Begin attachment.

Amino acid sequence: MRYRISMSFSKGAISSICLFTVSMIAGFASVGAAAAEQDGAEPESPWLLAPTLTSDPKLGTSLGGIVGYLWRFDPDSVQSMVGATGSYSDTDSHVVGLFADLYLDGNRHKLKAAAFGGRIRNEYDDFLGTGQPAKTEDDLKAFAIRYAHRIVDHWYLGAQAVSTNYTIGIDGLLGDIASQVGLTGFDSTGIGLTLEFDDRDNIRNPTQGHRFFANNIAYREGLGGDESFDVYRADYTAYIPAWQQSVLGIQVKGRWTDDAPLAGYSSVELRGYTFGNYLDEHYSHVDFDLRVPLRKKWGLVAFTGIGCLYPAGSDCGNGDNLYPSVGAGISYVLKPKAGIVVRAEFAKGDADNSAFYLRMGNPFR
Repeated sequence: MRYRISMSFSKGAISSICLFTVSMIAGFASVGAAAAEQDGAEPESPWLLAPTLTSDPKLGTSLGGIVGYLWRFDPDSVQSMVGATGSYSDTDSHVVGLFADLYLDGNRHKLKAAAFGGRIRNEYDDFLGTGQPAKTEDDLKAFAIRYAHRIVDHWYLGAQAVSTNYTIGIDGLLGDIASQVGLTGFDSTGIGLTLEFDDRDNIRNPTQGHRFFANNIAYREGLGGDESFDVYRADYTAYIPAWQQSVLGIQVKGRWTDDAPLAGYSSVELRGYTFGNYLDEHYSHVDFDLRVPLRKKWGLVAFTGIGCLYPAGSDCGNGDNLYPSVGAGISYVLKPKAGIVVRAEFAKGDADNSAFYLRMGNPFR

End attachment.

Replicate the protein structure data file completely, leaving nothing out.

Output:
Amino acid sequence: MRYRISMSFSKGAISSICLFTVSMIAGFASVGAAAAEQDGAEPESPWLLAPTLTSDPKLGTSLGGIVGYLWRFDPDSVQSMVGATGSYSDTDSHVVGLFADLYLDGNRHKLKAAAFGGRIRNEYDDFLGTGQPAKTEDDLKAFAIRYAHRIVDHWYLGAQAVSTNYTIGIDGLLGDIASQVGLTGFDSTGIGLTLEFDDRDNIRNPTQGHRFFANNIAYREGLGGDESFDVYRADYTAYIPAWQQSVLGIQVKGRWTDDAPLAGYSSVELRGYTFGNYLDEHYSHVDFDLRVPLRKKWGLVAFTGIGCLYPAGSDCGNGDNLYPSVGAGISYVLKPKAGIVVRAEFAKGDADNSAFYLRMGNPFR
Repeated sequence: MRYRISMSFSKGAISSICLFTVSMIAGFASVGAAAAEQDGAEPESPWLLAPTLTSDPKLGTSLGGIVGYLWRFDPDSVQSMVGATGSYSDTDSHVVGLFADLYLDGNRHKLKAAAFGGRIRNEYDDFLGTGQPAKTEDDLKAFAIRYAHRIVDHWYLGAQAVSTNYTIGIDGLLGDIASQVGLTGFDSTGIGLTLEFDDRDNIRNPTQGHRFFANNIAYREGLGGDESFDVYRADYTAYIPAWQQSVLGIQVKGRWTDDAPLAGYSSVELRGYTFGNYLDEHYSHVDFDLRVPLRKKWGLVAFTGIGCLYPAGSDCGNGDNLYPSVGAGISYVLKPKAGIVVRAEFAKGDADNSAFYLRMGNPFR